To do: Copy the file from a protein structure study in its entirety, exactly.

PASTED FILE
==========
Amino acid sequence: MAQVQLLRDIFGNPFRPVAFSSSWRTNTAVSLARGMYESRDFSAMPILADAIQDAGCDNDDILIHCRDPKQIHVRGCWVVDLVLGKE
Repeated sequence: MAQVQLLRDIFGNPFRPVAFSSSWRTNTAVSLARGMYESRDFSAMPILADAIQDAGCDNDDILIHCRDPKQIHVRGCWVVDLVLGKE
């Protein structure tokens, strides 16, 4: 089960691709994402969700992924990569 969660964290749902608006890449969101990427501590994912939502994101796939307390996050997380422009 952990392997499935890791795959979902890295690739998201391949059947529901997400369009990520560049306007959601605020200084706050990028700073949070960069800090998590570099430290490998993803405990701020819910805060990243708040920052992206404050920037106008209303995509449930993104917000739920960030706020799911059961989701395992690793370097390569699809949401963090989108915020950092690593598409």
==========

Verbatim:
Amino acid sequence: MAQVQLLRDIFGNPFRPVAFSSSWRTNTAVSLARGMYESRDFSAMPILADAIQDAGCDNDDILIHCRDPKQIHVRGCWVVDLVLGKE
Repeated sequence: MAQVQLLRDIFGNPFRPVAFSSSWRTNTAVSLARGMYESRDFSAMPILADAIQDAGCDNDDILIHCRDPKQIHVRGCWVVDLVLGKE
């Protein structure tokens, strides 16, 4: 089960691709994402969700992924990569 969660964290749902608006890449969101990427501590994912939502994101796939307390996050997380422009 952990392997499935890791795959979902890295690739998201391949059947529901997400369009990520560049306007959601605020200084706050990028700073949070960069800090998590570099430290490998993803405990701020819910805060990243708040920052992206404050920037106008209303995509449930993104917000739920960030706020799911059961989701395992690793370097390569699809949401963090989108915020950092690593598409």